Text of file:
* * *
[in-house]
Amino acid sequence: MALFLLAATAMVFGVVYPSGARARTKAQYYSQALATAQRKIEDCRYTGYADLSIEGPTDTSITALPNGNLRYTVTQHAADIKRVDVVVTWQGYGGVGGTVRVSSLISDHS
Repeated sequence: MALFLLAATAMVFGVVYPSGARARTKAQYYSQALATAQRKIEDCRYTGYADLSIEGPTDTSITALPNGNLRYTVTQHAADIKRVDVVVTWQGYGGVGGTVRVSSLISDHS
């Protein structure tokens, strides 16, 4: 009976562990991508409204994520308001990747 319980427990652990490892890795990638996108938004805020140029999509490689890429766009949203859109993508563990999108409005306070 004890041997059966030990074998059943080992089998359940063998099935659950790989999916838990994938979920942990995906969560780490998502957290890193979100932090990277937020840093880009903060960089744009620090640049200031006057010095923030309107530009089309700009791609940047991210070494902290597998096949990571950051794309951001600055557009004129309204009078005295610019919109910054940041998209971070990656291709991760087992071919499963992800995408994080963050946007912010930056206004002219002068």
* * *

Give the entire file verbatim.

[in-house]
Amino acid sequence: MALFLLAATAMVFGVVYPSGARARTKAQYYSQALATAQRKIEDCRYTGYADLSIEGPTDTSITALPNGNLRYTVTQHAADIKRVDVVVTWQGYGGVGGTVRVSSLISDHS
Repeated sequence: MALFLLAATAMVFGVVYPSGARARTKAQYYSQALATAQRKIEDCRYTGYADLSIEGPTDTSITALPNGNLRYTVTQHAADIKRVDVVVTWQGYGGVGGTVRVSSLISDHS
């Protein structure tokens, strides 16, 4: 009976562990991508409204994520308001990747 319980427990652990490892890795990638996108938004805020140029999509490689890429766009949203859109993508563990999108409005306070 004890041997059966030990074998059943080992089998359940063998099935659950790989999916838990994938979920942990995906969560780490998502957290890193979100932090990277937020840093880009903060960089744009620090640049200031006057010095923030309107530009089309700009791609940047991210070494902290597998096949990571950051794309951001600055557009004129309204009078005295610019919109910054940041998209971070990656291709991760087992071919499963992800995408994080963050946007912010930056206004002219002068």